DOT's plan to build toll lanes in Tampa is on hold. So why is it still buying land?

This home at the end of Frances Avenue was acquired by the Florida Department of Transportation in 2015 and sits vacant awaiting future interstate expansion. Residents who oppose the state's toll road expansion plans are upset that the state is still buying land, even though the project is supposed to be on hold. [JAMES BORCHUCK   |   Times]
This home at the end of Frances Avenue was acquired by the Florida Department of Transportation in 2015 and sits vacant awaiting future interstate expansion. Residents who oppose the state's toll road expansion plans are upset that the state is still buying land, even though the project is supposed to be on hold. [JAMES BORCHUCK | Times]
Published June 30, 2017

TAMPA — The state has spent six months telling people it's re-evaluating a $6 billion expansion of Tampa Bay's interstates, including controversial toll lanes.

Transportation officials scrapped their original plan, held a series of public workshops and even renamed the project.

PREVIOUS COVERAGE: Goodbye Tampa Bay Express, hello Tampa Bay Next; but toll lanes aren't going anywhere

But the Florida Department of Transportation continues to buy land intended for the toll lanes and other aspects of the expansion that are supposed to be on hold.

Critics say those property buys make it hard to believe the state has any intention of considering alternatives to easing the interstate bottleneck from Ybor City through downtown Tampa and into the West Shore business district.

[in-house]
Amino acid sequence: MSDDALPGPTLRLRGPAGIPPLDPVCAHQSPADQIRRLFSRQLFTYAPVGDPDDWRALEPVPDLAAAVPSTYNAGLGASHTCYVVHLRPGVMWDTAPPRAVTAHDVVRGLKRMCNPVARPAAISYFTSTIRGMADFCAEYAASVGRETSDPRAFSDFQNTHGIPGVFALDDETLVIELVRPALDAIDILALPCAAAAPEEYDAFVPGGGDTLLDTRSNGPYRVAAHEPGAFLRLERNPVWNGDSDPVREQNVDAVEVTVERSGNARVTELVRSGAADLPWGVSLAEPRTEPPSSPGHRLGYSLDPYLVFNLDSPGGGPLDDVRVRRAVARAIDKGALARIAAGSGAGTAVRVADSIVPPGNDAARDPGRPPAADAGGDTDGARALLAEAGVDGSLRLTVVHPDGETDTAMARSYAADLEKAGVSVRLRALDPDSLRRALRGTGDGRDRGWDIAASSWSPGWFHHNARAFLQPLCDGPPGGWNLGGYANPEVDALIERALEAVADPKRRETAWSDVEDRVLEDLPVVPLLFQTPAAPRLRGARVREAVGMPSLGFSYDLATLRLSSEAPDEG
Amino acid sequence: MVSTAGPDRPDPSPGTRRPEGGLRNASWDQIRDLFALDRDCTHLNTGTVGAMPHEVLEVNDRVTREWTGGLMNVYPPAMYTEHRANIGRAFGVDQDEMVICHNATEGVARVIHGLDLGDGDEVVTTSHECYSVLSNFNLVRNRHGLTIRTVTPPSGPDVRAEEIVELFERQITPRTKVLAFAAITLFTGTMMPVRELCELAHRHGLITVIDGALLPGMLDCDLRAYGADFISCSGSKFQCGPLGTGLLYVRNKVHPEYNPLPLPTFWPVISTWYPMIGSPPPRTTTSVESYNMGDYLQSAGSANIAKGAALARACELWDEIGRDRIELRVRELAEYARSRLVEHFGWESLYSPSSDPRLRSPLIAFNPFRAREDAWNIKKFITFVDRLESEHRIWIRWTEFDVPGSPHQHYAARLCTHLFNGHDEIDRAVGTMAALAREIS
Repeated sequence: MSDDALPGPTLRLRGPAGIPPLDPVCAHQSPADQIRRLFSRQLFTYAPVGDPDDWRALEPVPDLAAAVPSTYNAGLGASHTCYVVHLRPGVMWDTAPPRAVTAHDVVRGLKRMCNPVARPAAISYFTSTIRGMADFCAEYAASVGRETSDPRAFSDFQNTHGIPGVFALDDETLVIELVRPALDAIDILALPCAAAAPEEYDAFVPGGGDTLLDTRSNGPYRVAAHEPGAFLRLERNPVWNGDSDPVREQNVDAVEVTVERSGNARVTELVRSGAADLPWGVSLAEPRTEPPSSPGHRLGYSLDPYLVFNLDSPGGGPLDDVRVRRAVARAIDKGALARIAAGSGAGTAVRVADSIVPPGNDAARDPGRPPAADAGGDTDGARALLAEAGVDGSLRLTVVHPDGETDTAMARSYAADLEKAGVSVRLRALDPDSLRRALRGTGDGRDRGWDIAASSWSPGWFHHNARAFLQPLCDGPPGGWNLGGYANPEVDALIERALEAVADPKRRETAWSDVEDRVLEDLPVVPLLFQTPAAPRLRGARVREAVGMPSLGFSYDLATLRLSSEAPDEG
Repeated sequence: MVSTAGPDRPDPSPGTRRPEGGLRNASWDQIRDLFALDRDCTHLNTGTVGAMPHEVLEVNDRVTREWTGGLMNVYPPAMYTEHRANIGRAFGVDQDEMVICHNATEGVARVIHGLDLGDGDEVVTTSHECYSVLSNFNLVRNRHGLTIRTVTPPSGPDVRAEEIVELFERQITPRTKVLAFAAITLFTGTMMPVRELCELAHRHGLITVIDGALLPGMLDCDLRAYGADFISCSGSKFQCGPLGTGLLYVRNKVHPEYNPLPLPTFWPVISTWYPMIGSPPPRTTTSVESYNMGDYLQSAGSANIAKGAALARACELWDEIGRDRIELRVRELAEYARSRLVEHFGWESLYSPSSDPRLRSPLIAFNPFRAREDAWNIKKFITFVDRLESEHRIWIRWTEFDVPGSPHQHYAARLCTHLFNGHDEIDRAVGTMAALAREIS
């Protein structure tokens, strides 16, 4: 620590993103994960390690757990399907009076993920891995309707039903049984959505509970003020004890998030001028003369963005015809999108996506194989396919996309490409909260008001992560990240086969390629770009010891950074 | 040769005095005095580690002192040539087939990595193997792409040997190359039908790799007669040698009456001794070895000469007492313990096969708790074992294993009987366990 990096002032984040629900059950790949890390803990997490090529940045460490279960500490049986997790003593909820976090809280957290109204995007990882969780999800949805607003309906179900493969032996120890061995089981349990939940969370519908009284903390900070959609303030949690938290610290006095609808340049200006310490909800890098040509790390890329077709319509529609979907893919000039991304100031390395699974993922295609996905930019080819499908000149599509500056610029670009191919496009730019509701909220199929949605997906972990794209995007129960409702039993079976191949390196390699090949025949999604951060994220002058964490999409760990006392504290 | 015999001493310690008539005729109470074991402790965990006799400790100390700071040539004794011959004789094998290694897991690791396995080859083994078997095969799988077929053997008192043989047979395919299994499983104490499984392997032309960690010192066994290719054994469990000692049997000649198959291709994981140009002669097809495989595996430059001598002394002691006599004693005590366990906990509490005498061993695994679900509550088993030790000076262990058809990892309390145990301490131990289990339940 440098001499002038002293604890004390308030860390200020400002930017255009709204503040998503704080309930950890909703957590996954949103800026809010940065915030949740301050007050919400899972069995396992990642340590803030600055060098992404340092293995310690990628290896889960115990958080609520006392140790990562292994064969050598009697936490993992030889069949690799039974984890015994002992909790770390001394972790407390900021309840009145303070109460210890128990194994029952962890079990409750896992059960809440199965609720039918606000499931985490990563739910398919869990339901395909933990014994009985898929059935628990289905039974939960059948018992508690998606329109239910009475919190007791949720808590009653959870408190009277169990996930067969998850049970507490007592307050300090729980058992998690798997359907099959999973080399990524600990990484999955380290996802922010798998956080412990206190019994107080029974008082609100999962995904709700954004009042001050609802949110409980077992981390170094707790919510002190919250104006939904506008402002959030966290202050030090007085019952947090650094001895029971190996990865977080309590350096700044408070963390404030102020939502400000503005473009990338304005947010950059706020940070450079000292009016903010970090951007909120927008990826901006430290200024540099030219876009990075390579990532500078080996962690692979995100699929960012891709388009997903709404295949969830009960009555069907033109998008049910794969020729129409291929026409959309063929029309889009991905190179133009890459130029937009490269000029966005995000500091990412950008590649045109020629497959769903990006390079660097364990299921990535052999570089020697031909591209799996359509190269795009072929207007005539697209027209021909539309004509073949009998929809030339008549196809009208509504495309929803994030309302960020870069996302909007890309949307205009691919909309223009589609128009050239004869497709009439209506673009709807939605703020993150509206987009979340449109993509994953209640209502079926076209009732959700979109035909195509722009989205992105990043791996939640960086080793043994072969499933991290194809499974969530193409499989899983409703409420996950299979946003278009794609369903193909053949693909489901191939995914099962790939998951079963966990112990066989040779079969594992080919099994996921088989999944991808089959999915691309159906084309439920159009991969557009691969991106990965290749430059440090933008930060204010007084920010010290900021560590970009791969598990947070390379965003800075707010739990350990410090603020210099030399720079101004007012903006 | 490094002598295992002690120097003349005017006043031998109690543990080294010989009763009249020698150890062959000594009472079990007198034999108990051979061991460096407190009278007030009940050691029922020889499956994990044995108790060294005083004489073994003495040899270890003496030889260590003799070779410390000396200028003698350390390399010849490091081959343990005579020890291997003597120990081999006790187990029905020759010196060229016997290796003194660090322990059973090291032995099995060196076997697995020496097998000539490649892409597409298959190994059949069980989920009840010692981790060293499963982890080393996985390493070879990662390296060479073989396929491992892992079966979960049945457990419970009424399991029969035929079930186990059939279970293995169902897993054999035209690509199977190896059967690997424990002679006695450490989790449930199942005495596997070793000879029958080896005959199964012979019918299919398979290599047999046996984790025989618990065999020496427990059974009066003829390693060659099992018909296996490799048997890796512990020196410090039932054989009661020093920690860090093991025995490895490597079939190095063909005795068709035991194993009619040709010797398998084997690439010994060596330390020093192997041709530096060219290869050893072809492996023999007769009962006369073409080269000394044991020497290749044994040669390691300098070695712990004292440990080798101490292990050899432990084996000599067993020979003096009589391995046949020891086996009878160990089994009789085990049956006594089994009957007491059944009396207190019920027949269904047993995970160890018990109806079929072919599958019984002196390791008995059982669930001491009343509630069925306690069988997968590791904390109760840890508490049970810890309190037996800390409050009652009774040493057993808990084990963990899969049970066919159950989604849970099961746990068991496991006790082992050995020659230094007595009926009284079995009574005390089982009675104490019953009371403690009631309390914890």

"You can't in one moment tell us the project is in reset and that all other options are now on the table and in the next moment tell us you're still acquiring properties secondary to the original plan," said Rick Fernandez, president of the Tampa Heights Civic Association. "Those two things put together simply don't make any intellectual sense to me."

More than a dozen people raised this concern during a transportation meeting earlier this month. Hillsborough Metropolitan Planning Organization board member Trent Green agreed with community members who called for the DOT to halt any land grabs related to the project.

"I think continuing the acquisition of private property is tremendously destabilizing to the existing communities," Green said.

There is $317 million planned for property buys between now and 2022, all of which is in the West Shore area, DOT spokeswoman Kris Carson said. No money is allocated for the downtown interchange area, where much of the protest is focused, but DOT director of transportation development Bill Jones said the department could use other money for that if a seller came forward.

Opponents such as Fernandez said the department shouldn't be buying property at all, whether it's a willing seller in West Shore or anywhere else, until the community has approved a new plan.

The project formerly known as Tampa Bay Express or TBX called for 90 miles of toll lanes along Interstates 4, 75 and 275. To build the tolls, the cost of which would rise and fall based on demand, the state would need to buy between 300 and 400 homes, businesses and pieces of vacant land around downtown Tampa and West Shore. Critics say the plan devastates urban neighborhoods like Ybor City and Tampa Heights in order to ease regional commutes.

Former DOT Secretary Jim Boxold put the plan in reset mode in December, and officials gave it a new name in May: Tampa Bay Next.